Late last week, Gov. Bob McDonnell released his proposed amendments to Virginia’s new two-year budget adopted earlier by the Virginia General Assembly. This was the next step in approving a budget that includes $87.6 million to help Virginia localities pay for upgrades to their sewage treatment plants, among the larger sources of pollution plaguing the Bay.
While the Assembly will have the last word on the governor’s amendments, it’s likely the Bay funding will remain intact. That’s very important for the Bay, local rivers, and local governments.
Until recent years, that is. In 2005, the State Water Control Board adopted regulations requiring all new and expanding sewage treatment plants in Virginia to install nutrient-reduction technology to help restore water quality in the Bay system. Recognizing the importance of this effort, the Virginia legislature has appropriated significant state funding – to date more than half a billion dollars – to help localities pay for the plant upgrades.
Relying on this state funding help, scores of localities across the state have begun modernizing their wastewater plants or have signed contracts committing them to do so, investing hundreds of millions of local and state dollars into the effort. As a result, Virginia is putting a serious dent in the Bay’s nutrient pollution problems. The $87.6 million pending in Virginia’s 2013-14 budget continues that local funding assistance so critical to maintaining Bay restoration progress.
The money “should assure localities and citizens across Virginia that the General Assembly and Gov. McDonnell are serious about the state’s partnership role in restoring clean water to local streams, rivers, and the Chesapeake Bay,” says Ann Jennings, the Chesapeake Bay Foundation’s Virginia executive director.
Other good news for the Bay: The pending biennial budget includes about $23 million for the state’s farm cost-share program, which helps farmers pay for conservation practices that reduce runoff from fields and pastures, another big source of pollution in Virginia waterways. In a related appropriation, the budget directs $4 million to Virginia’s local Soil and Water Conservation Districts. The districts recruit, train, and assist farmers to enroll in the cost-share conservation program.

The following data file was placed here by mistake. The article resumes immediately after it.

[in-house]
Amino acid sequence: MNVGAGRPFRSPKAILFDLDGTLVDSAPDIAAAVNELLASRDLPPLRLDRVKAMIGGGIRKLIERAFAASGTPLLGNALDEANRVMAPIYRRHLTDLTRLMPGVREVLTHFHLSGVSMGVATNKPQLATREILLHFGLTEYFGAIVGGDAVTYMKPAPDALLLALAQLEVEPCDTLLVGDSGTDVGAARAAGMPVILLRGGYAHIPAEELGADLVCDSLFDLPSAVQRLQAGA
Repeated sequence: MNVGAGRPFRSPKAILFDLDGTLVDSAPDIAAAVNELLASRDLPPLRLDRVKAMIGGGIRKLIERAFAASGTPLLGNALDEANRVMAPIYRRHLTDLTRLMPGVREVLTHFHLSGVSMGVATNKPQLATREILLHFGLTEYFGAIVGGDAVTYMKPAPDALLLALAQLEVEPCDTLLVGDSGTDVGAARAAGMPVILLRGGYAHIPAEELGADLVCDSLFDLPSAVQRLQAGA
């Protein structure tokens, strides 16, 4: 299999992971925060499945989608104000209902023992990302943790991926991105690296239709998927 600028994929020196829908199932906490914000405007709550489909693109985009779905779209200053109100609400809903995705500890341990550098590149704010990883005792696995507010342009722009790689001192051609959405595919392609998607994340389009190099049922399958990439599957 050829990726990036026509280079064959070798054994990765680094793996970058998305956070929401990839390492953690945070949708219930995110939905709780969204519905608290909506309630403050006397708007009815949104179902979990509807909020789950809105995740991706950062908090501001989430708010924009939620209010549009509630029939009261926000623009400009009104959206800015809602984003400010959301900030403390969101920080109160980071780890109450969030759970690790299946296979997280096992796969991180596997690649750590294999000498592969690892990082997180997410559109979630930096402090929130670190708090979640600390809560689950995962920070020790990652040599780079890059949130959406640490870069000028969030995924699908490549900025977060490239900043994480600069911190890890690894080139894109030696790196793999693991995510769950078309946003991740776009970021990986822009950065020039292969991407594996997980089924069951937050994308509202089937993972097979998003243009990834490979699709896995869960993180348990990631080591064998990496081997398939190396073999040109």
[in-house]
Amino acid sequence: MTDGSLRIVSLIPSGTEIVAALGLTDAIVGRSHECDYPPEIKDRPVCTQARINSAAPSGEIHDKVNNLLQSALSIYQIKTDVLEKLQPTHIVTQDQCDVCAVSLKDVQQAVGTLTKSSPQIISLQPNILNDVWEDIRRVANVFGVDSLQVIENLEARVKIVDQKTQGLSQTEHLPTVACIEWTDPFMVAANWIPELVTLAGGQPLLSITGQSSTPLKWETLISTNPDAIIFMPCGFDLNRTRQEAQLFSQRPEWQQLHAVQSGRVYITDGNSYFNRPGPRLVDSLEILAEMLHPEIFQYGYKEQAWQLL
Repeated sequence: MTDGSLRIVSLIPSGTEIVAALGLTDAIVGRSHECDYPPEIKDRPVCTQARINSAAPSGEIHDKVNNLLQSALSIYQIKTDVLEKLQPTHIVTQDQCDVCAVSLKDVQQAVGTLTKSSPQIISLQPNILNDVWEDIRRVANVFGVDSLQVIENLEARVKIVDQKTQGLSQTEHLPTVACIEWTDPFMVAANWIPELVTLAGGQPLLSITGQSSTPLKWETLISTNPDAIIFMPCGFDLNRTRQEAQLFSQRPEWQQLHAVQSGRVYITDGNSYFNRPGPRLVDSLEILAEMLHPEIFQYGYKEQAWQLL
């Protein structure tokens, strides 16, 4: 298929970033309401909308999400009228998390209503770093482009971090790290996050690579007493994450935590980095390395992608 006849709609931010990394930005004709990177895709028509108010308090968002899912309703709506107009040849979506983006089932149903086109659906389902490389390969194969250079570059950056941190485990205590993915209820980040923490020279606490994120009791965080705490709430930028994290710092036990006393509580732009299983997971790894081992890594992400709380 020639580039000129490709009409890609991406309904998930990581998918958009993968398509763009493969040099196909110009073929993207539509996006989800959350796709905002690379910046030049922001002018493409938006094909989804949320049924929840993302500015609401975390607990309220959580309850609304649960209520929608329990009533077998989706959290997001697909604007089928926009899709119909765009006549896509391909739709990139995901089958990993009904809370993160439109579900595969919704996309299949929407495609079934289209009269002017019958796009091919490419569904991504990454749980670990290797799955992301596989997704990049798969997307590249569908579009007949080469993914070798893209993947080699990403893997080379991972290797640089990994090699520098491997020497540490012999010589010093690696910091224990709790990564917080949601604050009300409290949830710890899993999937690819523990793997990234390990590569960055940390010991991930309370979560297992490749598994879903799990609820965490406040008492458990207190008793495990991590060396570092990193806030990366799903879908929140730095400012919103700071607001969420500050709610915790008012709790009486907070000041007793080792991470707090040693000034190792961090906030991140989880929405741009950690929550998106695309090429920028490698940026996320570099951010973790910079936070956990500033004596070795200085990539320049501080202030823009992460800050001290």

Many farmers in Virginia and across the Bay watershed already employ some conservation practices on their farms, taking advantage of state and federal cost-share dollars or in some cases paying out of their own pocket. As a result, this state-federal-farm partnership has cut about half the agricultural pollution needed to achieve Virginia’s Bay and river cleanup goals.
But half way won’t get the job done of saving the Bay. U.S. Department of Agriculture surveys show that the vast majority of cropland acres in the Bay watershed –- 80 percent -- need additional conservation practices to protect water quality from nitrogen, phosphorus, and sediment pollution. That’s why every state and federal cost-share dollar is so important, why Virginia and the federal government must plow more funding into conservation programs, and why more farmers need to enroll in them.
And finally, the new state budget includes $80,000 to help provide outdoor environmental education to Virginia school students and teachers. With studies showing more and more children today disconnected from nature because they are so connected to computers and smart phones, it really is important to get kids outdoors and turned on to the natural world. Otherwise, how can we expect young people to embrace environmental stewardship and take better care of the planet than earlier generations have done?
The Virginia General Assembly reconvenes Monday, May 14, to take final action on the budget. If you live in Virginia and care about clean water, healthy rivers, and a cleaner Bay for you and your children, tell your state legislator to approve Virginia's spending plan.
Remember: the Bay can’t vote, but you can!
Chesapeake Bay Foundation
All photos by CBF Staff.